|Europe: Belgium, Flanders, West-Vlaanderen, Ypres, Menin Road
|Main Bld: First World War Gallery: Western Front 1917: Ypres
Waring and Gillow Ltd
|United Kingdom: England, Greater London, London
First World War, 1914-1918
Jumping-off (forming-up) tape from the Battle of the Menin Road : 3rd Australian Infantry Brigade
Length of white herringbone weave, infantry pattern, jumping-off (or forming-up) tape. One end is turned over and stitched in place, to hold a short length of fine hemp cord, which has a loop at each end. The loop on the free end has a whipped end to prevent fraying,and can be adjusted around a securing peg (not present) by means of a slip knot. The tape is stamped in black 'Waring & Gillow Ltd. 50 YDS. 1917'.
This tape was laid to mark the forming-up line of the battalions of the 3rd Brigade (1st Division) prior to the advance, in the battle of Menin Road on 20 September 1917. The brigade comprised the 9th, 10th, 11th and 12th battalions. These tapes were normally laid the night before an attack. They indicated a start point for the assembly of troops, and were also laid away from this point to indicate the line of attack that should be followed. Supporting artillery were given map coordinates for the starting off tape, so that the barrages that usually preceded an infantry attack could be laid accurately without risk of injuring their own troops.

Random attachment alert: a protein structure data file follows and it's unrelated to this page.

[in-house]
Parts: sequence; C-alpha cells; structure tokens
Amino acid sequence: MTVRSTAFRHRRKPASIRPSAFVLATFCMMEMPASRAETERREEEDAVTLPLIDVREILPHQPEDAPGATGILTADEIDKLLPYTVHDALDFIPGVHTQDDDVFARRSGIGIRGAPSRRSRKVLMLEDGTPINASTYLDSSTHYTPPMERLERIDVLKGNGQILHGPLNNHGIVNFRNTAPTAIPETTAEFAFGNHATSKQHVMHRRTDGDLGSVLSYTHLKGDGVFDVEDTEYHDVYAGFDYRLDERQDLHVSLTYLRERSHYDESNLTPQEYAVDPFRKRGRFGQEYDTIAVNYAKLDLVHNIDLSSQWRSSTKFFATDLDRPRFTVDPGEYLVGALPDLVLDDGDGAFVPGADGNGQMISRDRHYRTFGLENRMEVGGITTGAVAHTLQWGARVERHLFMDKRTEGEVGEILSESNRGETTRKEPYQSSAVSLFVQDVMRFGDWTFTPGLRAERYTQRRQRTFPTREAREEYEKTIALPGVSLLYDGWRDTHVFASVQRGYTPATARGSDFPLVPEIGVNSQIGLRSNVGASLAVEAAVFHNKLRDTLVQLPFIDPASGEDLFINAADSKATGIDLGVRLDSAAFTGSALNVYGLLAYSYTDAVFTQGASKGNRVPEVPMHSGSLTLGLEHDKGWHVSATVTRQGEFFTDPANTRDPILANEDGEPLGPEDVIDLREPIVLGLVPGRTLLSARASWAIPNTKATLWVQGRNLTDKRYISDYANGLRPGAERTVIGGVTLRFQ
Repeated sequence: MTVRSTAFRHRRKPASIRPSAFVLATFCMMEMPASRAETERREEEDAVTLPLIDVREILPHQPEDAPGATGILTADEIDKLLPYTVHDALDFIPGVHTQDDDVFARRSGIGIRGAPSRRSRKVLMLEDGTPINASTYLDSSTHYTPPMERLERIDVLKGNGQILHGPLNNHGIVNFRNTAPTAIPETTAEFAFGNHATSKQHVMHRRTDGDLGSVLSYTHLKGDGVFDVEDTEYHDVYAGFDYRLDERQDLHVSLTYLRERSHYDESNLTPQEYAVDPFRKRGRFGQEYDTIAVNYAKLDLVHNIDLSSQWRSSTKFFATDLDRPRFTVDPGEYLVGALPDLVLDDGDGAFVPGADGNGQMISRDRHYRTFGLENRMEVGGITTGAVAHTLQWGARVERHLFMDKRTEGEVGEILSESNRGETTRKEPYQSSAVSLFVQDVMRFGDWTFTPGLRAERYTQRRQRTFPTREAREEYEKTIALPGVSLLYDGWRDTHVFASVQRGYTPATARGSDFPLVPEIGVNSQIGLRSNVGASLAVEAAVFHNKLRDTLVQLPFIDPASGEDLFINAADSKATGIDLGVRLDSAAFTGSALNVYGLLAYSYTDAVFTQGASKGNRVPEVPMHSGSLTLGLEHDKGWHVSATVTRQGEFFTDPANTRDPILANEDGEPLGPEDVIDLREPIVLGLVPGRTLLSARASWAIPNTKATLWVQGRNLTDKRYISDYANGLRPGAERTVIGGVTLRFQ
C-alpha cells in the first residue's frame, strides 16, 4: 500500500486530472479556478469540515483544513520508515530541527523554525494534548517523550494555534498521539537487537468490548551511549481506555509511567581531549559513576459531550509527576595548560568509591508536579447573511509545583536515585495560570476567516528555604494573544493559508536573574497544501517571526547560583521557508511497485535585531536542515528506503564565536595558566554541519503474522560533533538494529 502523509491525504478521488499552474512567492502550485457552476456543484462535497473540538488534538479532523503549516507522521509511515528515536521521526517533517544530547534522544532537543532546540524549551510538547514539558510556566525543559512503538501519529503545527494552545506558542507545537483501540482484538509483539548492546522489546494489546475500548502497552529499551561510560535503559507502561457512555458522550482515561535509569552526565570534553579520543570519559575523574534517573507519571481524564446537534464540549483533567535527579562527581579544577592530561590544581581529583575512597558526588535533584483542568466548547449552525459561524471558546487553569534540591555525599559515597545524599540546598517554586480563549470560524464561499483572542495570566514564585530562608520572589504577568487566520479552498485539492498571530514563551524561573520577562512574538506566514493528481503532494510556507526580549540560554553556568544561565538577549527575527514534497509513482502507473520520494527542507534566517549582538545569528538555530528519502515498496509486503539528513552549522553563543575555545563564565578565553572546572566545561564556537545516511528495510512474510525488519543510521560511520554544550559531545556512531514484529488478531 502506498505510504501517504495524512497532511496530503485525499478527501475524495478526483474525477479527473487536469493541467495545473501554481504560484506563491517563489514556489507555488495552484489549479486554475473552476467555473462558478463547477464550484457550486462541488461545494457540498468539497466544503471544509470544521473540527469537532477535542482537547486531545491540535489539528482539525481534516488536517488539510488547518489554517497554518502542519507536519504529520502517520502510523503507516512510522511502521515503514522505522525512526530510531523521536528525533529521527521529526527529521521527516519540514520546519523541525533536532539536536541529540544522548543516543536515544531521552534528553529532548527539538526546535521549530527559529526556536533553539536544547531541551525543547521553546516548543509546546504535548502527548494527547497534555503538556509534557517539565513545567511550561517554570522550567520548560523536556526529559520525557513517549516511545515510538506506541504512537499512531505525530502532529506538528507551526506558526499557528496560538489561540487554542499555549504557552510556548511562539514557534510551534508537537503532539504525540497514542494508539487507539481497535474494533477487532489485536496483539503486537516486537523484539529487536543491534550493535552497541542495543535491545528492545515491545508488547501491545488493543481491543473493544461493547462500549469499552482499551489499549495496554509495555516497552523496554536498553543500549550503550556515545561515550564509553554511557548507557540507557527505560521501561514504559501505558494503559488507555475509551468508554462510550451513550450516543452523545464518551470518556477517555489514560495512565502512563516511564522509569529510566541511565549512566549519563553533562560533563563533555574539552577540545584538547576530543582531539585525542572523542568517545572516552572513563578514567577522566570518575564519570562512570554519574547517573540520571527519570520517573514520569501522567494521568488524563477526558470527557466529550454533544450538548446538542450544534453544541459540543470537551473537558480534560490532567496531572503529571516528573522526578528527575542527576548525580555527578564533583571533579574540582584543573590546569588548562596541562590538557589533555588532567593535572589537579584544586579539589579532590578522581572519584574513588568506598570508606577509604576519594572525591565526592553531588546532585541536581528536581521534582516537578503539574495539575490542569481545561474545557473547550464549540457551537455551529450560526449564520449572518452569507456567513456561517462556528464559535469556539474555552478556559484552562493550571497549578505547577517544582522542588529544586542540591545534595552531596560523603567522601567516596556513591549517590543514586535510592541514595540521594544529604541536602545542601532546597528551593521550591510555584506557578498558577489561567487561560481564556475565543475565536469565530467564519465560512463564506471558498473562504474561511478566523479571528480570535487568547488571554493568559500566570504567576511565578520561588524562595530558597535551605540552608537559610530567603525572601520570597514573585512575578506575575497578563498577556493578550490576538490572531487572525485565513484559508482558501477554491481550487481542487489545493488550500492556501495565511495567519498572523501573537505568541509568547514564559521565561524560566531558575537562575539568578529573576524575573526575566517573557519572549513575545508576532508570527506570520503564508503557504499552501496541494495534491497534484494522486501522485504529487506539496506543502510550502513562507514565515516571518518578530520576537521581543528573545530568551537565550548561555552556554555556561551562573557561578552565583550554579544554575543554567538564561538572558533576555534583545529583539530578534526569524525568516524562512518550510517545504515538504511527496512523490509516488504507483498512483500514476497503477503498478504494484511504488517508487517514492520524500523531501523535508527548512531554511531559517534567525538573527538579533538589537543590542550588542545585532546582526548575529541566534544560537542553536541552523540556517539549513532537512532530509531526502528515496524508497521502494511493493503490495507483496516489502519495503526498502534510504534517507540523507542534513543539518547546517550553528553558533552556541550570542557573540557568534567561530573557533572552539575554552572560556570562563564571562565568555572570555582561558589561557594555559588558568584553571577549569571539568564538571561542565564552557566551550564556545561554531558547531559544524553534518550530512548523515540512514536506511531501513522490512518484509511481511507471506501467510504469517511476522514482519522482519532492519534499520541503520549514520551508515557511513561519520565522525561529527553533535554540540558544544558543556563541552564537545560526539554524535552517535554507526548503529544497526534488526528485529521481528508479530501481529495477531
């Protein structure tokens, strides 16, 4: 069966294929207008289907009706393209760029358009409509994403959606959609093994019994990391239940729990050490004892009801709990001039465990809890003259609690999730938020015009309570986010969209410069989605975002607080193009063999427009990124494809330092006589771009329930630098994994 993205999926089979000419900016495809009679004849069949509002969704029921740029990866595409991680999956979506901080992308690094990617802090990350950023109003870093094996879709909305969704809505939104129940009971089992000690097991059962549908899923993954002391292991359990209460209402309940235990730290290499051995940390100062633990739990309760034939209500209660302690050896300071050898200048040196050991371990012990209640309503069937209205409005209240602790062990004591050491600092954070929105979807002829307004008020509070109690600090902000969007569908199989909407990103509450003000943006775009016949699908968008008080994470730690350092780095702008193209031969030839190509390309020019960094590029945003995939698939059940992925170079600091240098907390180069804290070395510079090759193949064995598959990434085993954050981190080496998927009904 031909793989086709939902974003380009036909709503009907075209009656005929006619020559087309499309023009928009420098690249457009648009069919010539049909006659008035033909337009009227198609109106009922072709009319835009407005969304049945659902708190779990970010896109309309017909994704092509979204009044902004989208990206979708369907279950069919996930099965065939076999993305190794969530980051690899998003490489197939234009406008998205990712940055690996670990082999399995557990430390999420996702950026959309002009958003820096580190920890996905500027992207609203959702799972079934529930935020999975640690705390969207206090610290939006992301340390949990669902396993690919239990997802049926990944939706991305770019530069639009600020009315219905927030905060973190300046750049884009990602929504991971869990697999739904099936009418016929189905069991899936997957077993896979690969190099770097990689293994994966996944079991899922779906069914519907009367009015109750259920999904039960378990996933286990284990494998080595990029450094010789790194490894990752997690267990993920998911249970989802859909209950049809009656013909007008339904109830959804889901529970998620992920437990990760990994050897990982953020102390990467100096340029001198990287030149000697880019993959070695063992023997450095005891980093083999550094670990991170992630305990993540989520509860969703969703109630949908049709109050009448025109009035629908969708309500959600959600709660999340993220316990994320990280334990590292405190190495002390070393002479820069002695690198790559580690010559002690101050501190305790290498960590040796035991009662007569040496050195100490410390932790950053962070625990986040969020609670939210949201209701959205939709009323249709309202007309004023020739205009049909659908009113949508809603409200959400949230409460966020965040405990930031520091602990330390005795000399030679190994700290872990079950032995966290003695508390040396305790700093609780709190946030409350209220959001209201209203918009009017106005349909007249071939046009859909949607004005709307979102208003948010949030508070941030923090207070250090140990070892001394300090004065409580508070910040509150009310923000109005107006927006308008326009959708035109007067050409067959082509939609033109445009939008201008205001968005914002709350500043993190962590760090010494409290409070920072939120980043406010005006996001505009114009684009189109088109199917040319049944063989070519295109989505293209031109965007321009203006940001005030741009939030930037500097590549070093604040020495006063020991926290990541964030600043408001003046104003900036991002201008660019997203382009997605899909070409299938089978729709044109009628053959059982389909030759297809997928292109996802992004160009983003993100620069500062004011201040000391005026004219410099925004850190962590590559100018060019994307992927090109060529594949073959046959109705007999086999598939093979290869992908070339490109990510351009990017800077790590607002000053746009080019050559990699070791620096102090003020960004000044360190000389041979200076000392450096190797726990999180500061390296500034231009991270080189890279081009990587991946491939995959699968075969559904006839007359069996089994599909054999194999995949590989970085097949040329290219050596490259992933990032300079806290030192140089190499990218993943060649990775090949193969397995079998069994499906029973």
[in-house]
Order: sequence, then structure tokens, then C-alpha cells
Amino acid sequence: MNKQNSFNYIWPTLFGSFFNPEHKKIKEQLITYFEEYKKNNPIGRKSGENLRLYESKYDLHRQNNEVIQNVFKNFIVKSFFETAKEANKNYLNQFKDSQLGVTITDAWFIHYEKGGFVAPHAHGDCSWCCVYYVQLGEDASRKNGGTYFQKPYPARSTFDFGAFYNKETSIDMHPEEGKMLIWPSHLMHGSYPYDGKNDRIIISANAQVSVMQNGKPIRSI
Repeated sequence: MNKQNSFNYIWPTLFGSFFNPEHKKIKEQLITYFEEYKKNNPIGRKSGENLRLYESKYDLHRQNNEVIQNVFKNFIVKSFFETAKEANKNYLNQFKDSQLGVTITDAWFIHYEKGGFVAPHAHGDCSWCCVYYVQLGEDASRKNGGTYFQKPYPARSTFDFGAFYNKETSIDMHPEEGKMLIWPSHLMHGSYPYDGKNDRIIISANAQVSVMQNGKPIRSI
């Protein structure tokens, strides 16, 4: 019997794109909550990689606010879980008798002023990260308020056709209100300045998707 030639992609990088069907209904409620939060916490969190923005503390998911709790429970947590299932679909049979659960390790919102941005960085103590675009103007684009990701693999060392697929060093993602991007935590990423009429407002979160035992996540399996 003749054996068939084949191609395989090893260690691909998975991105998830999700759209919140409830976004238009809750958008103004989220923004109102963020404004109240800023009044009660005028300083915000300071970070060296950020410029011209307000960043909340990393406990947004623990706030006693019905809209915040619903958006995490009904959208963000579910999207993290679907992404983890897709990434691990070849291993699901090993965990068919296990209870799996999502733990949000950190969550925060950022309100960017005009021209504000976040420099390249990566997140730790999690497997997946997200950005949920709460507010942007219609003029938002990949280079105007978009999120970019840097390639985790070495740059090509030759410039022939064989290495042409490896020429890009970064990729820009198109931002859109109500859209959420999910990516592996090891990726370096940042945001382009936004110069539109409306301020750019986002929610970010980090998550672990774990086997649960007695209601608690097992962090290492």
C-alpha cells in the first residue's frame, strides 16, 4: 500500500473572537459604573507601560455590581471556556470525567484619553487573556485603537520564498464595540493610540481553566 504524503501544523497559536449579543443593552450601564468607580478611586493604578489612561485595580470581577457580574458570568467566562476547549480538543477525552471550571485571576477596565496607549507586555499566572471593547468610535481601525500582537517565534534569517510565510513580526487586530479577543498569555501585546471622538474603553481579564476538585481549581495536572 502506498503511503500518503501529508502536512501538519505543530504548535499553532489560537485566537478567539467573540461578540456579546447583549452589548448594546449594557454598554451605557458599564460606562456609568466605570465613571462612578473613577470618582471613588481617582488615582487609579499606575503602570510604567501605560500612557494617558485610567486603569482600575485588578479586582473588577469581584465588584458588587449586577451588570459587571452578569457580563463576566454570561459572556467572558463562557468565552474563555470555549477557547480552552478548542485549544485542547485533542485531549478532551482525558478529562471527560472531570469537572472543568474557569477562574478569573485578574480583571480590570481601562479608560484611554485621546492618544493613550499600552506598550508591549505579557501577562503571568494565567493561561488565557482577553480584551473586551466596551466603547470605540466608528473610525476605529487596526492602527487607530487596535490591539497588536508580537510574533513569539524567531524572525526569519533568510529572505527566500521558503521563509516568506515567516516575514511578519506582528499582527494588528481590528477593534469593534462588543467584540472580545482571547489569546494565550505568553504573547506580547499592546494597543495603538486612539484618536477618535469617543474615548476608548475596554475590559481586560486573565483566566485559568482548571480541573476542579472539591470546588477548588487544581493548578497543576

The 3rd Brigade's participation in the battle of the Menin Road, part of the larger Third Battle of Ypres, encompassed fighting at Glencorse Wood, Polygon Wood and Nonne Boschen on 20 and 21 September. The battle was deemed a success and the Brigade suffered a 'light' casualty rate of about 17% of its 4,000 man strength. 506 Private Roy Inwood, from the 10th Battalion, was awarded a Victoria Cross during this action.
The Brigade's War Diary for 19 September noted at 11pm, 'tapes laid out for forming up' . At 3 am on 20 September the men of the brigade began, in 'sleeting rain' to assemble at the tapes. The diary then notes, '4.30 am all units in position'. The War Diary for the 11th Battalion recorded 'the day of days - our boys got out to the forming up position like the disciplined soldiers they are - without a hitch.' After enduring a German artillery barrage at 4.50 am, the men of the 3rd Brigade moved off from the starting tapes at 5.20 am. 'Everything' recorded the Brigade Diary, had 'occurred as planned'.